Article 2 of the law deals with the entities which fall under the law’s provisions, and the original formulation was relatively expansive, including “the state and its public administrations,” “municipalities,” “private companies tasked with managing public utilities,” “mixed companies,” and “regulatory authorities,” among others. The amended article expands on this definition to explicitly mention the General Directorates of the Presidency, the Prime Minister’s office and the parliament. This amendment is particularly noteworthy as these three public entities—which represent the highest legislative and executive authorities in the country—have not complied with the law since it was passed. For instance, in all of the Gherbal Initiative’s annual reports since 2018, these three entities were non-compliant when it came to every submitted request.

The amended article also expands its jurisdiction to include religious courts (which were previously exempt from the law’s provisions) and the Constitutional Council. It is worth bearing in mind that Islamic courts are administratively tied to the Prime Minister’s office and are funded by the state. Hence, their inclusion—alongside Christian courts— in the law will, theoretically at least, allow for greater monitoring of how public funds are spent.

What can be requested?

The third article in the original law details the types of documents that can be requested, such as budgets, written or audiovisual content, studies, reports, minutes of meetings, public contracts, archival documents, and so on. The amended version of this article adds that public entities providing information must do so regardless of whether they took part in preparing it. For instance, the Center for Public Sector Studies and Projects, managed by the Office of the Minister of State for Administrative Reform (OMSAR), is home to a large number of studies and reports prepared by numerous ministries and public entities across the years dealing with virtually all sectors—education, healthcare, the judiciary, public transportation etc. Given that OMSAR has generally not taken part in preparing most of these studies, the amended law mandates that it provides these studies to any requester regardless of whether its imprint is on them or not. In addition, Article 19 dealing with rejection of information requests now states that a public entity cannot use the excuse of not having the information requested when the nature of the information falls under the type of work and responsibilities that the entity carries out. Thus, if a researcher were to ask the Civil Service Board (CSB) to provide information detailing the number of civil servants in a given ministry and to disaggregate the data by gender, the CSB cannot refuse the request as this information falls directly under its responsibilities.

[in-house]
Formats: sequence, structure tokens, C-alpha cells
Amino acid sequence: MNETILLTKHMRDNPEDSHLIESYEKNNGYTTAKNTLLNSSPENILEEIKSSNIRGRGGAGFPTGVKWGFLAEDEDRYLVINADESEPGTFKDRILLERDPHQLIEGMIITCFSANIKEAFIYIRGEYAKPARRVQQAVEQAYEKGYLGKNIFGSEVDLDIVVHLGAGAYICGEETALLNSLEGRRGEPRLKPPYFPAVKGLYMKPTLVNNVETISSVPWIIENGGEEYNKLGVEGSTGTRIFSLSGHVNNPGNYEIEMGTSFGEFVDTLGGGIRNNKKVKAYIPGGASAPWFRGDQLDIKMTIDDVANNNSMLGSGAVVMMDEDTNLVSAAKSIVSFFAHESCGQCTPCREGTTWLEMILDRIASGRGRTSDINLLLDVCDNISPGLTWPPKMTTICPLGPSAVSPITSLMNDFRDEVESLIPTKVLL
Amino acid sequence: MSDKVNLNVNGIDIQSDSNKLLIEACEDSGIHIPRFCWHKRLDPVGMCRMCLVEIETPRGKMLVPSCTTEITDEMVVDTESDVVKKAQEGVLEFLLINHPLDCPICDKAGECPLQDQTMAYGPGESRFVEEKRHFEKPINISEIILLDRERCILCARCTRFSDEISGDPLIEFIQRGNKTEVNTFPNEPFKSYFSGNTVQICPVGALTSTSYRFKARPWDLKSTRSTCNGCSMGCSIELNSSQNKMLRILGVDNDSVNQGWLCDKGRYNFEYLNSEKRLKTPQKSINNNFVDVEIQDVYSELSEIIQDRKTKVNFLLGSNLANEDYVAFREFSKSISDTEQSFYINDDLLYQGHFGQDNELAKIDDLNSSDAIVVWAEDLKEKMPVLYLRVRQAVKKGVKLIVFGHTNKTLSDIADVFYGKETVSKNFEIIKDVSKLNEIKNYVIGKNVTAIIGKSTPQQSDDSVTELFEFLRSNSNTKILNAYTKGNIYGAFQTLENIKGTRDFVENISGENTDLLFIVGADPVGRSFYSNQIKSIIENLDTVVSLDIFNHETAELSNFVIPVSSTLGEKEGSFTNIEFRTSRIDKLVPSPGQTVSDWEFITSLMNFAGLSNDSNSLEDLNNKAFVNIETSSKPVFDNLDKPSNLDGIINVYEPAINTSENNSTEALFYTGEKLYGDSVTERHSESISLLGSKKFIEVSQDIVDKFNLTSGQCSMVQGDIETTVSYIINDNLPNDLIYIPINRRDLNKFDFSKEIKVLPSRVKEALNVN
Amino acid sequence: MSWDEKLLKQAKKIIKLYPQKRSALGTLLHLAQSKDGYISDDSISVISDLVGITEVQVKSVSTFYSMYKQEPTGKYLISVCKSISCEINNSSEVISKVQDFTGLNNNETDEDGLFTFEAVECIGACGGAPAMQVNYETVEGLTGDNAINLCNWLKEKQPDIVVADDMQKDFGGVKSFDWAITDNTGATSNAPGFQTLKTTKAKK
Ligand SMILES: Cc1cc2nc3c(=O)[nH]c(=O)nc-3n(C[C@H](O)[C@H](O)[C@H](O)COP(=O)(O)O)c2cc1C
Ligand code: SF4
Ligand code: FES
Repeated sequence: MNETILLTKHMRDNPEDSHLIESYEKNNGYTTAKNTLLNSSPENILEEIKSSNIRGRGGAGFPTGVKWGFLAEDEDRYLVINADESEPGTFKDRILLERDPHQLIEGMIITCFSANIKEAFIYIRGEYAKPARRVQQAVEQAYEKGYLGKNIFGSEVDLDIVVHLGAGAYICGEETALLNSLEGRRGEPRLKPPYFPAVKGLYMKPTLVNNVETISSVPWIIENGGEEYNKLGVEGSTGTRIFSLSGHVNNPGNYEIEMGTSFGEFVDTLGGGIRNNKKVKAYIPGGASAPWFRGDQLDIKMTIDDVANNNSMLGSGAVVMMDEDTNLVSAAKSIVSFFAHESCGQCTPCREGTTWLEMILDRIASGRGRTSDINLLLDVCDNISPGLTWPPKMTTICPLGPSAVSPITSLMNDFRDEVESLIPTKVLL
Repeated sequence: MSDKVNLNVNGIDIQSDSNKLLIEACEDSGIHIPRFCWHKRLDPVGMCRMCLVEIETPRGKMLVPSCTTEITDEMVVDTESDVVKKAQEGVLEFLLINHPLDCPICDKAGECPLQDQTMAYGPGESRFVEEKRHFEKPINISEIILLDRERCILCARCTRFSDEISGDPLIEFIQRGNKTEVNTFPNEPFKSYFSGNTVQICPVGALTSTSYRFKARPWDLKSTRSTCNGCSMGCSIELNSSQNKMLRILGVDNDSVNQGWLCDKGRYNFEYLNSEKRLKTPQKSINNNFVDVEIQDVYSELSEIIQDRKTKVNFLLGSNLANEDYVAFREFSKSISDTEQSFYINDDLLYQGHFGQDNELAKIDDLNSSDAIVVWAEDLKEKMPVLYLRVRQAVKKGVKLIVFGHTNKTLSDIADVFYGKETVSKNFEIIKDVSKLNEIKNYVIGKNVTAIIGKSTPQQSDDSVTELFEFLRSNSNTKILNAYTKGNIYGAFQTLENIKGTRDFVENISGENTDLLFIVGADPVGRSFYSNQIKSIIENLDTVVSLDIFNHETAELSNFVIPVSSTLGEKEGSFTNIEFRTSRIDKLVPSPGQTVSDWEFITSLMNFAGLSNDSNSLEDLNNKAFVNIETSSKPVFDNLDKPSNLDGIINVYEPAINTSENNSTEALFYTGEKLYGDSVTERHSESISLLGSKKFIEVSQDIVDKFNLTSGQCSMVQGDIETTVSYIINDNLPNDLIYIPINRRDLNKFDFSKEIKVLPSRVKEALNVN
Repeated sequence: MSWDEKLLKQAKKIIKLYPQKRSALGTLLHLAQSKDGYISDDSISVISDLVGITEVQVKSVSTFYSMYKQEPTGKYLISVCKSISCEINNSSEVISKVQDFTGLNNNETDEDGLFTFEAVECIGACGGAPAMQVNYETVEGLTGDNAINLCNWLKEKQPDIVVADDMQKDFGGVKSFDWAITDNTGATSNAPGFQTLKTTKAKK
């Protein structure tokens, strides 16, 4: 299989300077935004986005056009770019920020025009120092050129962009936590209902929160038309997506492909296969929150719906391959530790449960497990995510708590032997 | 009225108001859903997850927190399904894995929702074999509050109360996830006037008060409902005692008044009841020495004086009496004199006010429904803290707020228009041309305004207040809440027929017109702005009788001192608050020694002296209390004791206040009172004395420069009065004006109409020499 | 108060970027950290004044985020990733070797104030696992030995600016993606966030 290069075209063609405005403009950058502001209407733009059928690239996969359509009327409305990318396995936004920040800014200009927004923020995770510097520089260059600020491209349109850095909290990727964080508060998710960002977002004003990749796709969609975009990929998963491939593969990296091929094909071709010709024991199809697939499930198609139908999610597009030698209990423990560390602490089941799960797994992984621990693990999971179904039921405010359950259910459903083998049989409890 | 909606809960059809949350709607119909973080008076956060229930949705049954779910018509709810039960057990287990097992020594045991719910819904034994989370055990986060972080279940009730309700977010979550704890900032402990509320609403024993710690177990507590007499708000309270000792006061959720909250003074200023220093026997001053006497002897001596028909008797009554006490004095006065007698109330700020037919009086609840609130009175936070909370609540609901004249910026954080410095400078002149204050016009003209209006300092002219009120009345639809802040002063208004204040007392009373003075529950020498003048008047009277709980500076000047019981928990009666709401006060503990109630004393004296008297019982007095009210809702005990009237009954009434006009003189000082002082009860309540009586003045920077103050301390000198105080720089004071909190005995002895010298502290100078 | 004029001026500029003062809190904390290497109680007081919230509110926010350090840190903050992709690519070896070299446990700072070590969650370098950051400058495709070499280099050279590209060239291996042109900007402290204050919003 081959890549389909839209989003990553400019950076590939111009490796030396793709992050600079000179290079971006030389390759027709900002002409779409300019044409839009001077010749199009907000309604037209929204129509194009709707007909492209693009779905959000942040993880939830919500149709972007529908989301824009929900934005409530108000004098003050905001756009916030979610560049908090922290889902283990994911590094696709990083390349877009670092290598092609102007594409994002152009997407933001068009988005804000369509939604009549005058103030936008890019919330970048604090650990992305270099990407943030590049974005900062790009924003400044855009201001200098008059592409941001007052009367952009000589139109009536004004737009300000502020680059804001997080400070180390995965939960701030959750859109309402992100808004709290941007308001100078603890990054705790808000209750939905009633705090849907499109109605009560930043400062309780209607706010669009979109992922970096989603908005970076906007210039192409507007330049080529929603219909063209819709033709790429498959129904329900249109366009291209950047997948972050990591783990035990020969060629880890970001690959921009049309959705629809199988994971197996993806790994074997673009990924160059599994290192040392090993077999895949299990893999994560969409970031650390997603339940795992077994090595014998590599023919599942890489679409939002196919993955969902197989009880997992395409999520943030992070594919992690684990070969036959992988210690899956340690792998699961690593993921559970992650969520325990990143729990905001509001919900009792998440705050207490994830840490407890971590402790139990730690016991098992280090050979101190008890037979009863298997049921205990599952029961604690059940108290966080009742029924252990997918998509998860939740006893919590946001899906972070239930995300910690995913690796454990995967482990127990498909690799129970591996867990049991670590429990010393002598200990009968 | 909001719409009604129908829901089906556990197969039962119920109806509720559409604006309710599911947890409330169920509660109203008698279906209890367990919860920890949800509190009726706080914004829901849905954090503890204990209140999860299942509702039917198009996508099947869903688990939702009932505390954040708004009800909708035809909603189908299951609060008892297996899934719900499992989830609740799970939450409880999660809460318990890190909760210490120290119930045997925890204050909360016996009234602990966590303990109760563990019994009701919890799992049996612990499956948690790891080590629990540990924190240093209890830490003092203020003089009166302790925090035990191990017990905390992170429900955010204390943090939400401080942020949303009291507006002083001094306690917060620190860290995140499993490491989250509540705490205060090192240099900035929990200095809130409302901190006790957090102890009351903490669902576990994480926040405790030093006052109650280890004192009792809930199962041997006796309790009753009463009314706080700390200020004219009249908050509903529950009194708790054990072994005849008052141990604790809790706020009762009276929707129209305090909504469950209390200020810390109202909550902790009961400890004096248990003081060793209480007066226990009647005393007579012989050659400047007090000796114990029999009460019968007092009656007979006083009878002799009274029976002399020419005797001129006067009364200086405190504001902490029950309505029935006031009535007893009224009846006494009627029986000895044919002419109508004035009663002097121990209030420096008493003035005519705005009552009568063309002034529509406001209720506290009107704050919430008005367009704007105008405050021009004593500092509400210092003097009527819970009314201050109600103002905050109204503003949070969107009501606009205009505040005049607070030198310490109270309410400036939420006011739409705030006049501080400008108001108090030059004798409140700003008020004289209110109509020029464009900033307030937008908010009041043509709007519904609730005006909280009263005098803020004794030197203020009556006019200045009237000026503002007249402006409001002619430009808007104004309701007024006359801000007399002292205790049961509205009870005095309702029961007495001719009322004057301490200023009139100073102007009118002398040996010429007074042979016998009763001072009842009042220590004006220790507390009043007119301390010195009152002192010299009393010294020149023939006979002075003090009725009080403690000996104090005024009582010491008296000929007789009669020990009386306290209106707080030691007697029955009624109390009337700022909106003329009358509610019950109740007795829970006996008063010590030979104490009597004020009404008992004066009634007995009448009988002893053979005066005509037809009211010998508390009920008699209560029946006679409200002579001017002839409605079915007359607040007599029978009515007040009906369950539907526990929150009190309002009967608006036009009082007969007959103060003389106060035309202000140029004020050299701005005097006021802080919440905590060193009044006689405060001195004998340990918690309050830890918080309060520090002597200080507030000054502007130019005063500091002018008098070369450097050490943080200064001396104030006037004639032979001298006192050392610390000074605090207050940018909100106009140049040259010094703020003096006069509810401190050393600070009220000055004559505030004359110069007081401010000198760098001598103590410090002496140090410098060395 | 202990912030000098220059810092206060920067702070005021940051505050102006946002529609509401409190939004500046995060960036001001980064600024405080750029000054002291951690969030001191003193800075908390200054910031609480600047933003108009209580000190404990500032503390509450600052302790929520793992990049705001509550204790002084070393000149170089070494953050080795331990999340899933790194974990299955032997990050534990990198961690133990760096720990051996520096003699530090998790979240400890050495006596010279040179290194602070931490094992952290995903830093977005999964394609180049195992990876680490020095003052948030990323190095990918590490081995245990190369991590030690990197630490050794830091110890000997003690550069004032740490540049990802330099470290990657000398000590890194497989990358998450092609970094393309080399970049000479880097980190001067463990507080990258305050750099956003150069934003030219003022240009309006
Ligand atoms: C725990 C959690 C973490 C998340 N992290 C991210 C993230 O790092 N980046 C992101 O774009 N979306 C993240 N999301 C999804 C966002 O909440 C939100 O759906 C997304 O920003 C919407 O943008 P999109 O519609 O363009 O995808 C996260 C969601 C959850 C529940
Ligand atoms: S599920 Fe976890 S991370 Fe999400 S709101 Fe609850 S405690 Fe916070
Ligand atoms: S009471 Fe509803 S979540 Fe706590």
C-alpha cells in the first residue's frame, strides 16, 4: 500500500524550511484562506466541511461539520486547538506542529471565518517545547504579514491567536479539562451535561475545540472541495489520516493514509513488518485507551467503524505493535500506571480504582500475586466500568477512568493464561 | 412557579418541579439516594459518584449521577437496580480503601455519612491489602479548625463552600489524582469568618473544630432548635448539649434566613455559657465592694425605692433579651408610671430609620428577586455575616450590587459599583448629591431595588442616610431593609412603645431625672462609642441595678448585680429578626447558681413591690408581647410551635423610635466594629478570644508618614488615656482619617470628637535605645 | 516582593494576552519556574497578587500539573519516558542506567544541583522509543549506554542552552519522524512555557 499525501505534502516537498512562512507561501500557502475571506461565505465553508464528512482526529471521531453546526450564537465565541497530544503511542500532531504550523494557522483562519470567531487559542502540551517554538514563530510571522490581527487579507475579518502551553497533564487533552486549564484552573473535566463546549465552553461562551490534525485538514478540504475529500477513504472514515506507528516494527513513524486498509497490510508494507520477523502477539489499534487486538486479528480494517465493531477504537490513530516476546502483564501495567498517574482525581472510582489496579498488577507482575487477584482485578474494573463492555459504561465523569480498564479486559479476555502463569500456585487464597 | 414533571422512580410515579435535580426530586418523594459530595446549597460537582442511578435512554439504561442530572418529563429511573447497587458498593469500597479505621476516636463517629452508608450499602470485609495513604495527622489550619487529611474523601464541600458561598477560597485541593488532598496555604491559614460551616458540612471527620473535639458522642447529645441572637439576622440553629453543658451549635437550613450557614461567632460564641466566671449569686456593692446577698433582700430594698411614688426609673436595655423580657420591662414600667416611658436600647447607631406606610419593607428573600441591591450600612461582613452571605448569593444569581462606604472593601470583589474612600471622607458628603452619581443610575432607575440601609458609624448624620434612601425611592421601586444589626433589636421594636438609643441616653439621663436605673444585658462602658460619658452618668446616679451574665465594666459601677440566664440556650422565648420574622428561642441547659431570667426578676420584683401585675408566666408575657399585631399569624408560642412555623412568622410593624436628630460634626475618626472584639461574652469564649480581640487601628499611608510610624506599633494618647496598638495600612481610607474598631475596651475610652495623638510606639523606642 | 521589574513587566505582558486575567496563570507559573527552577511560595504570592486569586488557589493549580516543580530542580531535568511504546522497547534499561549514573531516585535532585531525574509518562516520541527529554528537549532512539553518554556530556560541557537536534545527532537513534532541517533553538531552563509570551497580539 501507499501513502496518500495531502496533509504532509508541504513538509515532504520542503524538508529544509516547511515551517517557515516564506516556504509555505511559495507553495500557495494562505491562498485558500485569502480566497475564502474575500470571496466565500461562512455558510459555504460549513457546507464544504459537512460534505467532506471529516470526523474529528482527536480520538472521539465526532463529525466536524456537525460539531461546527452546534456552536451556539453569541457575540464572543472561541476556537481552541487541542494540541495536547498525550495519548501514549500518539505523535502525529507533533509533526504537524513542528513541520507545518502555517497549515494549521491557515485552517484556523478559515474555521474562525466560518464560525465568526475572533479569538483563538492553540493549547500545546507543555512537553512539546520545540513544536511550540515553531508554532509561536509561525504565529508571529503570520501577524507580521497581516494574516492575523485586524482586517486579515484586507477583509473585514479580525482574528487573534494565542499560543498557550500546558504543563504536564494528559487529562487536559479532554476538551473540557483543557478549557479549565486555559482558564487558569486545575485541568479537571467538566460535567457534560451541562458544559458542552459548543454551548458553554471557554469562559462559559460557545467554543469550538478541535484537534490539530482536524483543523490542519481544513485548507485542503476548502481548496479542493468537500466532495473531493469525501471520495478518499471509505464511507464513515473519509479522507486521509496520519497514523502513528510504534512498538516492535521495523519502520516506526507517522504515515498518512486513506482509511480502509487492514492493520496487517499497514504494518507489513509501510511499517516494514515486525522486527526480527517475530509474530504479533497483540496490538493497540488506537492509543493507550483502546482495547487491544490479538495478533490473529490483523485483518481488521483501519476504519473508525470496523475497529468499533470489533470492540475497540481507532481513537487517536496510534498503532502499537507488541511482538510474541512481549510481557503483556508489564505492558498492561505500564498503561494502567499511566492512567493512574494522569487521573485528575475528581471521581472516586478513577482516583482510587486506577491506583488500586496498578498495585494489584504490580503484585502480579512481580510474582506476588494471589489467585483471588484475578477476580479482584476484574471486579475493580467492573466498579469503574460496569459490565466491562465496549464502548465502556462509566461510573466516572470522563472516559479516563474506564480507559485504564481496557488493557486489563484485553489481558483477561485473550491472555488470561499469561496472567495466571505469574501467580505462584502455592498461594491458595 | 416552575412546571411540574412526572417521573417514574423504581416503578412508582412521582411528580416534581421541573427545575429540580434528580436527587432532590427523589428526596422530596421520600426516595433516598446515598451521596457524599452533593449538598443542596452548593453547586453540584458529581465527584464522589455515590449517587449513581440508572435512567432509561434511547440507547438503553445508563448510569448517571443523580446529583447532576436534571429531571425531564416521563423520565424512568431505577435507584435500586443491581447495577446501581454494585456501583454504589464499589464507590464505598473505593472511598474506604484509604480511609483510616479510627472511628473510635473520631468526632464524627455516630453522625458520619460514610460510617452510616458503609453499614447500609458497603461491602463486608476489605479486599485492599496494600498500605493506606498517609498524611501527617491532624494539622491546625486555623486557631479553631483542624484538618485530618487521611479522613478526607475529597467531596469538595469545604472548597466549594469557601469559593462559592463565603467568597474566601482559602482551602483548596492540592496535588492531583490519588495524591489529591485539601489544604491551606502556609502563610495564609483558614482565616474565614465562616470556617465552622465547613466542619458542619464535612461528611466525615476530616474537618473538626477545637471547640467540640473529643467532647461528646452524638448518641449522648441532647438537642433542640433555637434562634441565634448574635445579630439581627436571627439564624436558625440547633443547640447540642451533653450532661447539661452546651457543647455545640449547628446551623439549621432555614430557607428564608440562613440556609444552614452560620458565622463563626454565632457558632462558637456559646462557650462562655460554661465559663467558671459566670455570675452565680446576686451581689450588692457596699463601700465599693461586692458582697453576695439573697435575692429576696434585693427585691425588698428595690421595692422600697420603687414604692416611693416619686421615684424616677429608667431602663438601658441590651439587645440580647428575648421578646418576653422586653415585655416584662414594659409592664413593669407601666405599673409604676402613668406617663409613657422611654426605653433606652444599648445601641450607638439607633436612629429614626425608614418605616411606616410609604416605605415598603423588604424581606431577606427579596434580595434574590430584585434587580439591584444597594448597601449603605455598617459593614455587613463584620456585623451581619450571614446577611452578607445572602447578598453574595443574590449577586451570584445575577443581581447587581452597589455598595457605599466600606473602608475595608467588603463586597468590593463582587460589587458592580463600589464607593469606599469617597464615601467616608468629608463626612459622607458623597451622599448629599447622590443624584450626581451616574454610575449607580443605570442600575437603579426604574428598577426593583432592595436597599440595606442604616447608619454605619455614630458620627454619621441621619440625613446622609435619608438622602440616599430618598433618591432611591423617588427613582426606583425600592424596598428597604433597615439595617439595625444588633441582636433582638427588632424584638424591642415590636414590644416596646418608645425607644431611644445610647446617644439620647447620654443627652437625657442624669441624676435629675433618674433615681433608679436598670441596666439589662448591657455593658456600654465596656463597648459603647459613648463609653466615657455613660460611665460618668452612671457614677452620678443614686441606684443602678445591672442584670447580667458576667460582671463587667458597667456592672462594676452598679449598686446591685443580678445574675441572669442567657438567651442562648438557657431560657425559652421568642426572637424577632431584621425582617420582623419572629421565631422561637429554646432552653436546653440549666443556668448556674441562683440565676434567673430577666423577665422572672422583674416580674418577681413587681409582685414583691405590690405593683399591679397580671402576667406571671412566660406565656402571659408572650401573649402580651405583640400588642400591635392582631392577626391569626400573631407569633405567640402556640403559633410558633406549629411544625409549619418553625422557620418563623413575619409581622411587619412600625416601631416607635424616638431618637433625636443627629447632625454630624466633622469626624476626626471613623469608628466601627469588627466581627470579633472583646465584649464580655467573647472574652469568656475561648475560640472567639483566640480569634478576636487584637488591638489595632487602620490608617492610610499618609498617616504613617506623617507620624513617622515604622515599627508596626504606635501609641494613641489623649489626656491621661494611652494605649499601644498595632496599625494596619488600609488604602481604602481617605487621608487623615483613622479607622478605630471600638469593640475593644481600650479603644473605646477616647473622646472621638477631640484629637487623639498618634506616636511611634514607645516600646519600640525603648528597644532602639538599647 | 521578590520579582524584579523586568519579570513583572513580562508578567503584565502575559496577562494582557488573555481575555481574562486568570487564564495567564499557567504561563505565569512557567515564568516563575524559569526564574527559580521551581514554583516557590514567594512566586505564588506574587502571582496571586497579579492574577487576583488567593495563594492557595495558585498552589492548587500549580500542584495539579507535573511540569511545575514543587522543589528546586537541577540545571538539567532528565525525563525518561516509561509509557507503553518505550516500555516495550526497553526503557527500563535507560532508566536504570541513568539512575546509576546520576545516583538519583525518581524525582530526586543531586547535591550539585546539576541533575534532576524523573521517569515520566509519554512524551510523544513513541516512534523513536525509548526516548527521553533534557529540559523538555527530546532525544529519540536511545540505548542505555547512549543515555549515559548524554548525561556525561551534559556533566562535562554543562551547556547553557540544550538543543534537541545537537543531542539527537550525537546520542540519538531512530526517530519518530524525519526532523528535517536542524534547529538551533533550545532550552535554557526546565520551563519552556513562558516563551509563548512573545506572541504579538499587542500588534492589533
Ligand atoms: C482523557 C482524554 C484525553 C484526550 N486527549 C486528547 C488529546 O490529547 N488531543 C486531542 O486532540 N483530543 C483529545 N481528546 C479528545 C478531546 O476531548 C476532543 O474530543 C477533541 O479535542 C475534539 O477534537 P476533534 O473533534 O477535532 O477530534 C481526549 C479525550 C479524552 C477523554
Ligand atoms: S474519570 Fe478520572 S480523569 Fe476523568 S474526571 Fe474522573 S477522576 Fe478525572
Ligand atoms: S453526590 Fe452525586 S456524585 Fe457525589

Can confidentiality clauses in public contracts now be seen?

The fifth article of the original law deals with information that should not be handed over, such as national defense secrets, trade secrets, documents that could harm the financial and economic interests of the country and national currency, as well as medical records and personal details of individuals. Interestingly, the point on documents that could harm the economy has been removed. Additionally, a sentence has been added to this article stating that confidentiality clauses in public contracts do not preclude the right to access them, as long as the information does not violate the provisions of Article 5.